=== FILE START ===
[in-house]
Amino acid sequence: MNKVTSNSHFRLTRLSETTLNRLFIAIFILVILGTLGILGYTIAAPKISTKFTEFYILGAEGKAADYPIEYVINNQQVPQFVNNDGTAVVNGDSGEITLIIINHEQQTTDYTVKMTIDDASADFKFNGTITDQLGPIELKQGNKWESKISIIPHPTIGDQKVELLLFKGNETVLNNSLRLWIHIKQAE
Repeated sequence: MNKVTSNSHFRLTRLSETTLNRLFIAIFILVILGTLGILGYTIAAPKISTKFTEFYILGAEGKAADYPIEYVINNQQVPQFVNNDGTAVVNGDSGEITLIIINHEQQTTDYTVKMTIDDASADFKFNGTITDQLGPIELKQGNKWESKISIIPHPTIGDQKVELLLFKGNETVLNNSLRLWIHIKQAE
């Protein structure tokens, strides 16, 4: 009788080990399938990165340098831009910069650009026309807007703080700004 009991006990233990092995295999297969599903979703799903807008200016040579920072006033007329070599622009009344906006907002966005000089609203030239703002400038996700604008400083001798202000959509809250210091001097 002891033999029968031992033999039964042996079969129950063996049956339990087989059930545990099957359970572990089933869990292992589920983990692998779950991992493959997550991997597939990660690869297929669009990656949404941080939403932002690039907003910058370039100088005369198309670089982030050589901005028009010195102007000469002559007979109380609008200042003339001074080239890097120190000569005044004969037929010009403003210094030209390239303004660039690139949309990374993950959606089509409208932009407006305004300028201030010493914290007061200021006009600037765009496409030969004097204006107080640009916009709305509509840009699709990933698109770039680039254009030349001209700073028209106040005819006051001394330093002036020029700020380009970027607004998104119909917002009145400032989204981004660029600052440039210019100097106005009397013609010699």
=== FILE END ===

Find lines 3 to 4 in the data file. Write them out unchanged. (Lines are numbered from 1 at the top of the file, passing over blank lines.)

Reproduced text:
Repeated sequence: MNKVTSNSHFRLTRLSETTLNRLFIAIFILVILGTLGILGYTIAAPKISTKFTEFYILGAEGKAADYPIEYVINNQQVPQFVNNDGTAVVNGDSGEITLIIINHEQQTTDYTVKMTIDDASADFKFNGTITDQLGPIELKQGNKWESKISIIPHPTIGDQKVELLLFKGNETVLNNSLRLWIHIKQAE
């Protein structure tokens, strides 16, 4: 009788080990399938990165340098831009910069650009026309807007703080700004 009991006990233990092995295999297969599903979703799903807008200016040579920072006033007329070599622009009344906006907002966005000089609203030239703002400038996700604008400083001798202000959509809250210091001097 002891033999029968031992033999039964042996079969129950063996049956339990087989059930545990099957359970572990089933869990292992589920983990692998779950991992493959997550991997597939990660690869297929669009990656949404941080939403932002690039907003910058370039100088005369198309670089982030050589901005028009010195102007000469002559007979109380609008200042003339001074080239890097120190000569005044004969037929010009403003210094030209390239303004660039690139949309990374993950959606089509409208932009407006305004300028201030010493914290007061200021006009600037765009496409030969004097204006107080640009916009709305509509840009699709990933698109770039680039254009030349001209700073028209106040005819006051001394330093002036020029700020380009970027607004998104119909917002009145400032989204981004660029600052440039210019100097106005009397013609010699």